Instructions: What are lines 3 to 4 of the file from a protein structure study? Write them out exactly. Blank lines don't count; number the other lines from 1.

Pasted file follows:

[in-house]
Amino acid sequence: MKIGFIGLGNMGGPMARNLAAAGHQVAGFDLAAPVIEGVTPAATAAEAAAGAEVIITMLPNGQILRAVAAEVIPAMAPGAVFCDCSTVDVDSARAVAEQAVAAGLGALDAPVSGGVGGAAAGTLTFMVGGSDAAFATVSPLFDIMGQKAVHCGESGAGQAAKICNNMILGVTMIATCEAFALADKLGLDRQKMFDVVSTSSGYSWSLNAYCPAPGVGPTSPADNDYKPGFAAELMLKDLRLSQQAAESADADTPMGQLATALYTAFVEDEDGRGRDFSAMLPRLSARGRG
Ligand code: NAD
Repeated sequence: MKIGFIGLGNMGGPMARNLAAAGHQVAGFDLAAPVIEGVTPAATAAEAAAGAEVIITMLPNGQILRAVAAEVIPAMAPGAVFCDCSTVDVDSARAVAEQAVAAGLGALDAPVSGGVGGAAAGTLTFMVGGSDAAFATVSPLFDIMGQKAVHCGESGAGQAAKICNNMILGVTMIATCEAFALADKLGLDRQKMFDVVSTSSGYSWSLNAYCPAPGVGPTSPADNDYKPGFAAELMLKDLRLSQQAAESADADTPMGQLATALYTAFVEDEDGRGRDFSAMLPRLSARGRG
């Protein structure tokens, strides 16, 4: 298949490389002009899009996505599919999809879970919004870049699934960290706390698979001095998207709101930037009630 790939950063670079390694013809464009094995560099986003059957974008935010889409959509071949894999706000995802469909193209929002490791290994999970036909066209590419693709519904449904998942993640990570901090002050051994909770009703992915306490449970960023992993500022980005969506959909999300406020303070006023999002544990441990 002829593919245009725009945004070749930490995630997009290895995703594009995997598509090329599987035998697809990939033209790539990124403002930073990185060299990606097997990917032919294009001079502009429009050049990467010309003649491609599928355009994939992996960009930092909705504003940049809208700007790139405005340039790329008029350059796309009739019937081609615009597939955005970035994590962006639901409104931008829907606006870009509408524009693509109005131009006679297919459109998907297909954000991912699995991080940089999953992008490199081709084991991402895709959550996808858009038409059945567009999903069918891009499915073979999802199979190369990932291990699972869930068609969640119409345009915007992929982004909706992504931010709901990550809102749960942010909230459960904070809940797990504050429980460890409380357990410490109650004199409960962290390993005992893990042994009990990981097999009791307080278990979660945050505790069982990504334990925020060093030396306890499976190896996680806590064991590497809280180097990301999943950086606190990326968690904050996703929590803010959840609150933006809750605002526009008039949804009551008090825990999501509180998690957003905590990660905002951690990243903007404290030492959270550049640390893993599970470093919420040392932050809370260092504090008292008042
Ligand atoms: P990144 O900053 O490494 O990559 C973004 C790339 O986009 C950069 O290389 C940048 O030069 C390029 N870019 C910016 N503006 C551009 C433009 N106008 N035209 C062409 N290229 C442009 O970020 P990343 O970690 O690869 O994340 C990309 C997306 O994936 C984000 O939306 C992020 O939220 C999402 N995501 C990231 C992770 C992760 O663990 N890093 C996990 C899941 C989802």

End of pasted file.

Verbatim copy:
Ligand code: NAD
Repeated sequence: MKIGFIGLGNMGGPMARNLAAAGHQVAGFDLAAPVIEGVTPAATAAEAAAGAEVIITMLPNGQILRAVAAEVIPAMAPGAVFCDCSTVDVDSARAVAEQAVAAGLGALDAPVSGGVGGAAAGTLTFMVGGSDAAFATVSPLFDIMGQKAVHCGESGAGQAAKICNNMILGVTMIATCEAFALADKLGLDRQKMFDVVSTSSGYSWSLNAYCPAPGVGPTSPADNDYKPGFAAELMLKDLRLSQQAAESADADTPMGQLATALYTAFVEDEDGRGRDFSAMLPRLSARGRG